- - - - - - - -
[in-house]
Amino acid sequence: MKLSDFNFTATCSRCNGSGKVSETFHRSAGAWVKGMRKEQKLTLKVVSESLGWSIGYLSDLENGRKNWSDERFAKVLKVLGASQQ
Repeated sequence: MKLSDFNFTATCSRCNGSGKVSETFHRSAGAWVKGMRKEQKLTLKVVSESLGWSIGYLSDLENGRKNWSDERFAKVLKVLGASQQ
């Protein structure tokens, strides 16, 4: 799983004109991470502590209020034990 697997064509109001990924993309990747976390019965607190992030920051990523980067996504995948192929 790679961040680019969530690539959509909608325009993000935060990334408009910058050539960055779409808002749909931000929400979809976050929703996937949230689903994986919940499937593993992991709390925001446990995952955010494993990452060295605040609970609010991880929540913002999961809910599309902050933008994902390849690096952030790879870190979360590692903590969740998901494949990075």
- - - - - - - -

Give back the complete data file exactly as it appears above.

[in-house]
Amino acid sequence: MKLSDFNFTATCSRCNGSGKVSETFHRSAGAWVKGMRKEQKLTLKVVSESLGWSIGYLSDLENGRKNWSDERFAKVLKVLGASQQ
Repeated sequence: MKLSDFNFTATCSRCNGSGKVSETFHRSAGAWVKGMRKEQKLTLKVVSESLGWSIGYLSDLENGRKNWSDERFAKVLKVLGASQQ
């Protein structure tokens, strides 16, 4: 799983004109991470502590209020034990 697997064509109001990924993309990747976390019965607190992030920051990523980067996504995948192929 790679961040680019969530690539959509909608325009993000935060990334408009910058050539960055779409808002749909931000929400979809976050929703996937949230689903994986919940499937593993992991709390925001446990995952955010494993990452060295605040609970609010991880929540913002999961809910599309902050933008994902390849690096952030790879870190979360590692903590969740998901494949990075």